Open House, and What it Means in Montessori


On Friday, Villa di Maria hosted the second open house of the school year. It’s a time for parents to get a glimpse into their children’s classrooms, but more important, it’s a time for children to take pride in and ownership of their space as they guide their parents through a few special lessons. In addition to parents being present, this particular open house welcomed grandparents and special friends to join. Read more about the significance of open house below.


The open houses at Villa di Maria always strike me as extra special. Inside the jam-packed classrooms, the children are in charge, as they are throughout the school day: some as young as two-and-a-half!


Watching these little ones lead their adults around as they get to work reminds us of the specialness of this environment and the relationships they have cultivated. Because of the nature of the Montessori classroom and the importance of children taking ownership of their space, we ask in advance for the adults to follow certain guidelines when visiting the classrooms.


First, we remind adults that their children are not used to having so many adults in their space, and as a result, they may not focus the way they do during the typical school day. The Primary classroom in particular is typically a peaceful, quiet space, with the Guide and Assistant often sitting on the outskirts of the classroom so as not to hover or interfere with the children’s work. During the open house, however, there are big people everywhere! As a result, children can feel overwhelmed and disoriented.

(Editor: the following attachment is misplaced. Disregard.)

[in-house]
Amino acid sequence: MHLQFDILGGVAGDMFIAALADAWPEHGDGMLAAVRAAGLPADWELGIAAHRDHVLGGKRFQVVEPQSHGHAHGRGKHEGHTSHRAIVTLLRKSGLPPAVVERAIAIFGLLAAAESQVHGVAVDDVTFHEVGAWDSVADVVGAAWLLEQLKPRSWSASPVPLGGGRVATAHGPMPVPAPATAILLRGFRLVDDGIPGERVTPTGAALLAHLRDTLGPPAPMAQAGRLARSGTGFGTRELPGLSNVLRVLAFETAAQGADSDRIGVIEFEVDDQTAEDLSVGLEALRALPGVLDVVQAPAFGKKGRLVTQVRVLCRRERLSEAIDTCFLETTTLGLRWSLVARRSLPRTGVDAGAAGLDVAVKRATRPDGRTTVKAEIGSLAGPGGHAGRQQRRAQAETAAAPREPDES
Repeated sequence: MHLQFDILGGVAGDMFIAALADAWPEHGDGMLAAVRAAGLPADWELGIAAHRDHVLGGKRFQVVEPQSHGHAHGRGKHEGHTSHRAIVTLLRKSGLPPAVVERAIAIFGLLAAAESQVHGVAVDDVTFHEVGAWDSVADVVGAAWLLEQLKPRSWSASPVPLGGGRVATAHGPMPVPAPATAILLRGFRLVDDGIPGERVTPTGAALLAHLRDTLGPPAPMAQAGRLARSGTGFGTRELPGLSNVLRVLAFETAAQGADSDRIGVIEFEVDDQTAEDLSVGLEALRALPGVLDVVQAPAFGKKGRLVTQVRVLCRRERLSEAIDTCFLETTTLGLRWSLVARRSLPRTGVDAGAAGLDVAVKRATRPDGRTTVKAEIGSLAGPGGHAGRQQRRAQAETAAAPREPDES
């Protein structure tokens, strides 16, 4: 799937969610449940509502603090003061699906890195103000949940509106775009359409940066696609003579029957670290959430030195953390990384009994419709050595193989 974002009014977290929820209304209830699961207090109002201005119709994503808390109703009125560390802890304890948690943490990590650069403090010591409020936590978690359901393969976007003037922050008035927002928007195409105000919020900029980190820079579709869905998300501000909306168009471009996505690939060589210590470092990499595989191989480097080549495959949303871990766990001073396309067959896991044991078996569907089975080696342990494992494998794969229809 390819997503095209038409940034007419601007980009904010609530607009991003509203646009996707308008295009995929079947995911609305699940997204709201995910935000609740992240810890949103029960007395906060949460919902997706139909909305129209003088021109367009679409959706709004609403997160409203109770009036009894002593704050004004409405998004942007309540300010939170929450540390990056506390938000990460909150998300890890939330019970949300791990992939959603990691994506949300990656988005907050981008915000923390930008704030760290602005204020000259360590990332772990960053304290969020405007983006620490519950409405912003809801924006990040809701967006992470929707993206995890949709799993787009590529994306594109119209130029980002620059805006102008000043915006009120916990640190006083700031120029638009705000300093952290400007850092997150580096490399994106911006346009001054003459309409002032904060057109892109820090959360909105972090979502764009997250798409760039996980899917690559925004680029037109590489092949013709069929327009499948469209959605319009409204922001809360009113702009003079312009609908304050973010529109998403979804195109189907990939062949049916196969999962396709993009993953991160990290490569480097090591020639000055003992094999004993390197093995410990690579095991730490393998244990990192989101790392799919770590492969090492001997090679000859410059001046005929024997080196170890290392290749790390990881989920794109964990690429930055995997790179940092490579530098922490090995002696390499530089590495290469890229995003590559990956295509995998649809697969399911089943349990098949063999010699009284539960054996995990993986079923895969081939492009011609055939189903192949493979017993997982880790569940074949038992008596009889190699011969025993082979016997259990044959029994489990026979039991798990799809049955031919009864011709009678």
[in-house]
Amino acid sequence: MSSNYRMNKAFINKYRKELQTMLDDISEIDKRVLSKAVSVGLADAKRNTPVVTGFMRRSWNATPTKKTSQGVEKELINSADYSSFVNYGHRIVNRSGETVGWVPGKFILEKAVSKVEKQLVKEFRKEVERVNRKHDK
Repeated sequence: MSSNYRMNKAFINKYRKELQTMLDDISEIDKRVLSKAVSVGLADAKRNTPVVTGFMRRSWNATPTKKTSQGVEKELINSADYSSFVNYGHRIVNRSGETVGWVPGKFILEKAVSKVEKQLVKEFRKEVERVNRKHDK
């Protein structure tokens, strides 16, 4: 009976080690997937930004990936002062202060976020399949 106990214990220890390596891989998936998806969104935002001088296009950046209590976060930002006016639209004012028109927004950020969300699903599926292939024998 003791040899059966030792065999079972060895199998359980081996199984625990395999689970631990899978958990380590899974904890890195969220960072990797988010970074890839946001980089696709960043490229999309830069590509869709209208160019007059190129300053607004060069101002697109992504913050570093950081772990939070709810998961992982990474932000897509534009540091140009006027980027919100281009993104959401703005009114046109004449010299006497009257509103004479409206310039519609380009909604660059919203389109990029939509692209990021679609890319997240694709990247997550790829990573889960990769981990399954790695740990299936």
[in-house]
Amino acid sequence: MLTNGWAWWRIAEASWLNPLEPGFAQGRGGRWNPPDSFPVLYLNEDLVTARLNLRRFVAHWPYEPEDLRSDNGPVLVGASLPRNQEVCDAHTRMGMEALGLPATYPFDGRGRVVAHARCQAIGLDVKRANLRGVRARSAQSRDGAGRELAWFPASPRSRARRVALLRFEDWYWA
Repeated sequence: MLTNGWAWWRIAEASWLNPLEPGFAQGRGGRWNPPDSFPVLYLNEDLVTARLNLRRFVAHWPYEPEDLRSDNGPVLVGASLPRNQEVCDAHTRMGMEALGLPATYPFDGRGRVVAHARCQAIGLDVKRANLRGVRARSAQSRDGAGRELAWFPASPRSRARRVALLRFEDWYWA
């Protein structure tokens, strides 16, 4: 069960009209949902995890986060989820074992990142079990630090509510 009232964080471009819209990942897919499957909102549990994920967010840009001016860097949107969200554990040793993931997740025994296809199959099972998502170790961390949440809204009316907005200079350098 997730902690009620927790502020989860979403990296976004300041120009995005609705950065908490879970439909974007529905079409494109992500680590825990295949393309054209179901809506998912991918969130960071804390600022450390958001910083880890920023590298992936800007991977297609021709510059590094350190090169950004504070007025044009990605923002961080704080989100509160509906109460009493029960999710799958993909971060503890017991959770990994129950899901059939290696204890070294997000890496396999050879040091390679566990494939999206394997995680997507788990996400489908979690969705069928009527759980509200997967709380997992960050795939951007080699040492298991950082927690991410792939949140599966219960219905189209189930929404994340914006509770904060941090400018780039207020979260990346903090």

Parents are asked beforehand to refrain from suggesting materials or lessons. There are two reasons for this. First, the child should choose. In this way, the child may take pride in her environment and continue on the path of independence that is so important in Montessori.


The second reason is that the child knows which works have been presented to her. If the parent suggests a material, there is a chance that the child has not yet had a lesson on that material, and may feel pressure to take it out before she is ready.


The children work independently every day. Open house is no exception!


For the Upper Elementary students, open house is also a fundraising opportunity! Above, children man the bake sale to raise money for their upcoming MMUN trip.


In Lower Elementary, children guide their parents through lessons they have chosen to highlight, ranging from science experiments to watercolors, to story writing and math works.


Lower Elementary Guide Anna Schwind demonstrated the checkerboard lesson while parents gathered round.


Upper Elementary children gave their MMUN presentations throughout the night – perfect practice for the real thing!


Safety first!


We witnessed again and again the impact open house has on siblings. It is incredible to watch younger siblings observe with intense interest the work they will soon be doing – what an inspiration!

Thank you to all the Guides and Assistants for the extra time and work they put into making this open house another success. We don’t take for granted all the extra hours, and are so grateful for each and every one of you!